An account that not only chronicles Sindhi culture but also the pain of Partition.
Is it ever possible to erase the memory of one’s homeland? The pull in the two directions of home and the land of one’s adoption creates a certain schizophrenia that irks the migrant’s being over generations and has a deep impact on the nature of his or her identity. Such is the heartrending story of Partition, affecting not only the Sindhis but each one of us whose ancestors bore the pangs of migration.
In her book, Sindh: Stories from a Vanished Homeland, Saaz Aggarwal draws the attention of the reader to this inherent problem in all diasporas of the world, particularly that of the Sindhis.
With the help of her mother’s recollections of her lost homeland, Saaz derived the inspiration to return to the history of displacement and resettlement of the Sindhis in the post-Partition era. “Reading about Sindh, reading descriptions of the place my grandparents lived in and the people they knew of made me try to see the events that changed their lives through their eyes, and this made me feel much closer to them.” Saaz has indeed made up the inadequacies in existing histories of Sindh by writing a book where the personal becomes the political.
Her book is a tribute to her displaced grandparents who, with utmost adaptability and sensitivity, settle in a new land accepting not only its culture but also, surprisingly, inter-caste marriages. As Lal, one of the narrators, states in his story, the Sindhis were friends with Muslims because “personal relations have nothing to do with religion or history”. Erasure of memory seemed the only way to a more reconciled existence. The book is remarkable for juxtaposing oral narratives with newspaper cuttings, recipes and official documents that together build a three-dimensional chronicle not only of Sindhi culture but of the pain and struggle of Partition.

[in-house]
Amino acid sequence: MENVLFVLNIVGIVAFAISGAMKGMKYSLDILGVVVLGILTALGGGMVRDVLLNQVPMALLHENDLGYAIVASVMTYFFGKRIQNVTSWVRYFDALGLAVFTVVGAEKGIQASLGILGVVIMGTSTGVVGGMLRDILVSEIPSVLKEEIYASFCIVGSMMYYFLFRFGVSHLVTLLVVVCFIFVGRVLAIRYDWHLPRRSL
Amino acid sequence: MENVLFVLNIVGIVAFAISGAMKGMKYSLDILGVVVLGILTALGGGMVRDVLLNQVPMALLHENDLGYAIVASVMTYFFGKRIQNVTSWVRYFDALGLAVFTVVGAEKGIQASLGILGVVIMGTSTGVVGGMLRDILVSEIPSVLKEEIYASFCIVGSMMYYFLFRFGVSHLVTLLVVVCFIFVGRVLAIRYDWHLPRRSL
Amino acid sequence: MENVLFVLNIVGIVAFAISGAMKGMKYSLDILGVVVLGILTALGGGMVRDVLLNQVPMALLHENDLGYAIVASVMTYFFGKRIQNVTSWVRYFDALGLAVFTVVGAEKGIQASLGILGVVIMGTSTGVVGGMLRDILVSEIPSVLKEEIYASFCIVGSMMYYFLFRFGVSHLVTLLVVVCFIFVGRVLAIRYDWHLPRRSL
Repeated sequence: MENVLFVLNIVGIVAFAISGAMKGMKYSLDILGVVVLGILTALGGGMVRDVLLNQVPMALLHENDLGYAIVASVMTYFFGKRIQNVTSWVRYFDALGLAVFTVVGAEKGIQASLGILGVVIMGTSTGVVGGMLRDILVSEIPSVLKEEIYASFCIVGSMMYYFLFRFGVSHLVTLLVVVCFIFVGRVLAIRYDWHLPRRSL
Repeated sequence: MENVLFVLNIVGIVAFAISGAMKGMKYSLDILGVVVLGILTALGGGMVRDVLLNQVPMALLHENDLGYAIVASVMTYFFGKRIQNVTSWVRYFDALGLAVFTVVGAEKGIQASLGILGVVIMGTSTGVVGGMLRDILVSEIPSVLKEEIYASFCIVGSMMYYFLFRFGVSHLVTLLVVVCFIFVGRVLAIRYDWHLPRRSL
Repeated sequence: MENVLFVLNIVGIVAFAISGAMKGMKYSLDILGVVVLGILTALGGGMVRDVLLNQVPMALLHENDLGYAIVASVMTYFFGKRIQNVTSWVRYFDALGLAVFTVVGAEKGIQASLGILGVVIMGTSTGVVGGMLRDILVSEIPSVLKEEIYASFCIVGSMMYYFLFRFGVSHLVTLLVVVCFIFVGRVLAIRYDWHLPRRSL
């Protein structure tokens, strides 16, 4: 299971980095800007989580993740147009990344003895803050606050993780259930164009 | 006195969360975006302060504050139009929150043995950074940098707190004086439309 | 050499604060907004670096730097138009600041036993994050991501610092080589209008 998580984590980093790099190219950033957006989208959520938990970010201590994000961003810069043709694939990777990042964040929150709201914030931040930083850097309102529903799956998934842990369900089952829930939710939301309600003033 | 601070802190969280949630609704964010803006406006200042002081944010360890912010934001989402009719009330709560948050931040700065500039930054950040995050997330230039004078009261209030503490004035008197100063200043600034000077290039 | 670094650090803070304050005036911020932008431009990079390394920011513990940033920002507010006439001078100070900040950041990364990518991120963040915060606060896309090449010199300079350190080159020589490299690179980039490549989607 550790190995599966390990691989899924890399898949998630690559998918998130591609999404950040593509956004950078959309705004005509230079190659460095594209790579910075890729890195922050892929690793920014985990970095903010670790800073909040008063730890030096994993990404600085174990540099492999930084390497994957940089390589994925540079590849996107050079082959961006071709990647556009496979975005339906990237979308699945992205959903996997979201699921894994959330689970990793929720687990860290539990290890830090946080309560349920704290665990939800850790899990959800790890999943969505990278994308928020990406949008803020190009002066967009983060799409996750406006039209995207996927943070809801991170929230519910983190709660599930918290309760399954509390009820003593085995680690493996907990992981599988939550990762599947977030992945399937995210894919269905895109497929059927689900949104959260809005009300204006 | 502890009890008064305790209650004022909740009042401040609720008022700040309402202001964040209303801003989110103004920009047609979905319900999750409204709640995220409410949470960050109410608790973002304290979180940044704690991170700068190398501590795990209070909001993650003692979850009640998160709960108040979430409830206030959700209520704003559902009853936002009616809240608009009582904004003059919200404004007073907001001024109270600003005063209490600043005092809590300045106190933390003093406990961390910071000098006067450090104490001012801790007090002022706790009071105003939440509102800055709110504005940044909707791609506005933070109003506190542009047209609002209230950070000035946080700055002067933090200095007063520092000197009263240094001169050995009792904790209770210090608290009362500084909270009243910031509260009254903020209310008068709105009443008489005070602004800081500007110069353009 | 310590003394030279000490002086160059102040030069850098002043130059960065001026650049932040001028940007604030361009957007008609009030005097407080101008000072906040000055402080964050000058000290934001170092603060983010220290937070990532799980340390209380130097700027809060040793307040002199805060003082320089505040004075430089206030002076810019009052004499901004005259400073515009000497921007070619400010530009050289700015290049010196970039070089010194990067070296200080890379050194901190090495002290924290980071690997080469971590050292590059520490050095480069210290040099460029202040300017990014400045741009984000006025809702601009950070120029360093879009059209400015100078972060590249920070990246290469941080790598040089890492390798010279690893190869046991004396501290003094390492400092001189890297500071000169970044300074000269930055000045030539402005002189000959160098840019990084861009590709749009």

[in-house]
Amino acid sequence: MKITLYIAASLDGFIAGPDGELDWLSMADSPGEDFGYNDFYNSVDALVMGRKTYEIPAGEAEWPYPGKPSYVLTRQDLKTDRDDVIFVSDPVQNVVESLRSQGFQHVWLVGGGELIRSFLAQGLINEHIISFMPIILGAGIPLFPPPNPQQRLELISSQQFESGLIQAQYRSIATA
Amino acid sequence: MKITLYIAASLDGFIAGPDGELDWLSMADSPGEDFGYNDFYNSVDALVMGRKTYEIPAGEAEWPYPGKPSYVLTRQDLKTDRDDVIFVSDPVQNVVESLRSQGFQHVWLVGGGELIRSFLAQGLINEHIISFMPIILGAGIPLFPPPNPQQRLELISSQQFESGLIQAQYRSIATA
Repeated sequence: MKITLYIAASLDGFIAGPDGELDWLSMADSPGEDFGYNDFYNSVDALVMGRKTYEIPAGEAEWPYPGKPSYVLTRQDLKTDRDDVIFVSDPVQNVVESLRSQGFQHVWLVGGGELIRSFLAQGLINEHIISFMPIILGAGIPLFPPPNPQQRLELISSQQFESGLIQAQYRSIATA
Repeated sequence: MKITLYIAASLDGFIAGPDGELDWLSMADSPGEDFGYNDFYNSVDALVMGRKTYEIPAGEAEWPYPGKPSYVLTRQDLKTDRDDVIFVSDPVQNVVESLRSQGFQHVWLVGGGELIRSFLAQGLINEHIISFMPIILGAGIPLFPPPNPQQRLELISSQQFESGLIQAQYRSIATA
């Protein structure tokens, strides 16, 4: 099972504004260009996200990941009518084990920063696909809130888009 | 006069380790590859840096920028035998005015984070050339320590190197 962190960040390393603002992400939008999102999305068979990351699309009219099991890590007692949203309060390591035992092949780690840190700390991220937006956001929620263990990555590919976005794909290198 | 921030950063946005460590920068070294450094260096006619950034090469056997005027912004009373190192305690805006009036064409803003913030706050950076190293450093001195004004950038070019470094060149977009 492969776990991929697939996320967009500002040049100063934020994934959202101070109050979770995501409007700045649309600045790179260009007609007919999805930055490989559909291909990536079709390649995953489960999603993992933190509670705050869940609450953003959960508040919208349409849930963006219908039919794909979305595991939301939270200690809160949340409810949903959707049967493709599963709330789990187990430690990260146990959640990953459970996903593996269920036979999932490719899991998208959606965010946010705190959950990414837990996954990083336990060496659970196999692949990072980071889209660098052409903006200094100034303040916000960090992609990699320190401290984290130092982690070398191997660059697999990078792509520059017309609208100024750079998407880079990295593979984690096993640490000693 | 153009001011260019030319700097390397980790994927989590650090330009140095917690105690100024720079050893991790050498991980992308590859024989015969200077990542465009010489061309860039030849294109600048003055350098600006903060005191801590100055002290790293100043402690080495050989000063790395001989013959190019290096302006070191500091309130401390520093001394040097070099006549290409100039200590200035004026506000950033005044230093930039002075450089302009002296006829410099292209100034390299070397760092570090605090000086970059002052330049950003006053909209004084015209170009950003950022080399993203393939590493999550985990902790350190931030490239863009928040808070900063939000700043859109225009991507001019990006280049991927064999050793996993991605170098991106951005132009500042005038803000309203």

Fragments of memories of Panjwani giving his sandalwood stick to the coach driver who drops him for the last time before his departure to India; Baby remembering the loss of her bangle while embarking on her journey to Bombay, the only object that she will leave behind; or Aruna and her siblings along with her grandmother left stranded on the platform by the Muslim commando who gets them to safety but walks away heartlessly as soon as the trains between India and Pakistan are exchanged; or the swing that forms a refrain in the memories of many children: these are ways of constructing a three-dimensional picture of the Sindhi Diaspora that is defined paradoxically by memory. To not look over one’s shoulder is a strategy that the migrant tries hard to practise though the rich art, culture, poetry and trade of the Sindh province always had a deep-seated attraction for its displaced inhabitants and historians. The stories take us to the history and geography of the region situated on the banks of the Sindhu (Indus), highlighting the invasion of the Greeks, the Persians and the Arabs, impressing on the inhabitants the impact of a transcultural history full of opulence and institutions of higher learning that infused in their blood the power of mature adaptability, a trait that would hold them in good stead when they would become aliens in a foreign land.
From a life and land of abundance, the Sindhi community was jolted by Partition into a refugee status of minimum subsistence. Here the reader finds well-researched history rubbing shoulder with personal stories from those who continue to have connections with their homeland, or have heard about their land from their grandparents or parents, and still hold on to the indelible memory of culinary Sindhi delicacies like Saee bhaji, Sindhi papad, dhodho, Sindhi kadhi famous all over the world.
Many perished on their journey to India but owing to education and entrepreneurship, others migrated to various parts of the world, like the Jews, leading fairly prosperous lives. But a major part of the community made their way to India carving out a new life in the face of heavy odds. Engaged in making a success of their lives by initiating small businesses, the stoic Sindhis had little time for nostalgia. As Frantz Fanon would say, they were adept at ‘adopting and adapting’ and soon flourished in many parts of India and the globe, though expurgation of history and memories of the lost homeland is never complete.